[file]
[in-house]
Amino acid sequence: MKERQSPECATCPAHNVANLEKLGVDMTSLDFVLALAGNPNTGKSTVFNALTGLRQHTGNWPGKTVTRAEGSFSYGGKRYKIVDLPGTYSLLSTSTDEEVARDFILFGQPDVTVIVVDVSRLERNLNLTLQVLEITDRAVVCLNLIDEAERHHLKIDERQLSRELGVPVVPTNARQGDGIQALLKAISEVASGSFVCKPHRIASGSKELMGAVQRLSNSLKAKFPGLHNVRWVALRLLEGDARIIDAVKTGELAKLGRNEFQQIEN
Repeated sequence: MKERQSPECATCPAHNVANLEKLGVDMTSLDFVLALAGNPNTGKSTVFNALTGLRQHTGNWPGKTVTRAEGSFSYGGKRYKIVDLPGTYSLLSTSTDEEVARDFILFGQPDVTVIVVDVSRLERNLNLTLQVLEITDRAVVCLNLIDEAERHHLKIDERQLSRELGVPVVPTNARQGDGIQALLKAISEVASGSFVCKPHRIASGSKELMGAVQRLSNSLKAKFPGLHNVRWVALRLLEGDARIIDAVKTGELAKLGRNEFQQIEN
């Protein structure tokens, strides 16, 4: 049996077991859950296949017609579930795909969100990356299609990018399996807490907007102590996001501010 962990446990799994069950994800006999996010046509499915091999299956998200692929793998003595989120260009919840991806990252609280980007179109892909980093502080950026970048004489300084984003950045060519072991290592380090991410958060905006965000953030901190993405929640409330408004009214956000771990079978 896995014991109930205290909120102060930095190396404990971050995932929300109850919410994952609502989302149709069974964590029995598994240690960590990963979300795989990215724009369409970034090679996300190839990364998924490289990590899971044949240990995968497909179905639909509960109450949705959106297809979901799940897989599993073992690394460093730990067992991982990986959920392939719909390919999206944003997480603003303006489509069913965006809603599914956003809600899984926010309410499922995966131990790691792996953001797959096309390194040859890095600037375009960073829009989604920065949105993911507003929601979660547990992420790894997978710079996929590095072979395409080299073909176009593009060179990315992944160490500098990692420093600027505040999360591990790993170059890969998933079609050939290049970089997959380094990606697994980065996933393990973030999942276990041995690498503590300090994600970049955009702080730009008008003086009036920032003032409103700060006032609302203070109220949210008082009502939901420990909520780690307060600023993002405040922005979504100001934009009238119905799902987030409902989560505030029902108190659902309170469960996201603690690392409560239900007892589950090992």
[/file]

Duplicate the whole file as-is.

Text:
[in-house]
Amino acid sequence: MKERQSPECATCPAHNVANLEKLGVDMTSLDFVLALAGNPNTGKSTVFNALTGLRQHTGNWPGKTVTRAEGSFSYGGKRYKIVDLPGTYSLLSTSTDEEVARDFILFGQPDVTVIVVDVSRLERNLNLTLQVLEITDRAVVCLNLIDEAERHHLKIDERQLSRELGVPVVPTNARQGDGIQALLKAISEVASGSFVCKPHRIASGSKELMGAVQRLSNSLKAKFPGLHNVRWVALRLLEGDARIIDAVKTGELAKLGRNEFQQIEN
Repeated sequence: MKERQSPECATCPAHNVANLEKLGVDMTSLDFVLALAGNPNTGKSTVFNALTGLRQHTGNWPGKTVTRAEGSFSYGGKRYKIVDLPGTYSLLSTSTDEEVARDFILFGQPDVTVIVVDVSRLERNLNLTLQVLEITDRAVVCLNLIDEAERHHLKIDERQLSRELGVPVVPTNARQGDGIQALLKAISEVASGSFVCKPHRIASGSKELMGAVQRLSNSLKAKFPGLHNVRWVALRLLEGDARIIDAVKTGELAKLGRNEFQQIEN
């Protein structure tokens, strides 16, 4: 049996077991859950296949017609579930795909969100990356299609990018399996807490907007102590996001501010 962990446990799994069950994800006999996010046509499915091999299956998200692929793998003595989120260009919840991806990252609280980007179109892909980093502080950026970048004489300084984003950045060519072991290592380090991410958060905006965000953030901190993405929640409330408004009214956000771990079978 896995014991109930205290909120102060930095190396404990971050995932929300109850919410994952609502989302149709069974964590029995598994240690960590990963979300795989990215724009369409970034090679996300190839990364998924490289990590899971044949240990995968497909179905639909509960109450949705959106297809979901799940897989599993073992690394460093730990067992991982990986959920392939719909390919999206944003997480603003303006489509069913965006809603599914956003809600899984926010309410499922995966131990790691792996953001797959096309390194040859890095600037375009960073829009989604920065949105993911507003929601979660547990992420790894997978710079996929590095072979395409080299073909176009593009060179990315992944160490500098990692420093600027505040999360591990790993170059890969998933079609050939290049970089997959380094990606697994980065996933393990973030999942276990041995690498503590300090994600970049955009702080730009008008003086009036920032003032409103700060006032609302203070109220949210008082009502939901420990909520780690307060600023993002405040922005979504100001934009009238119905799902987030409902989560505030029902108190659902309170469960996201603690690392409560239900007892589950090992």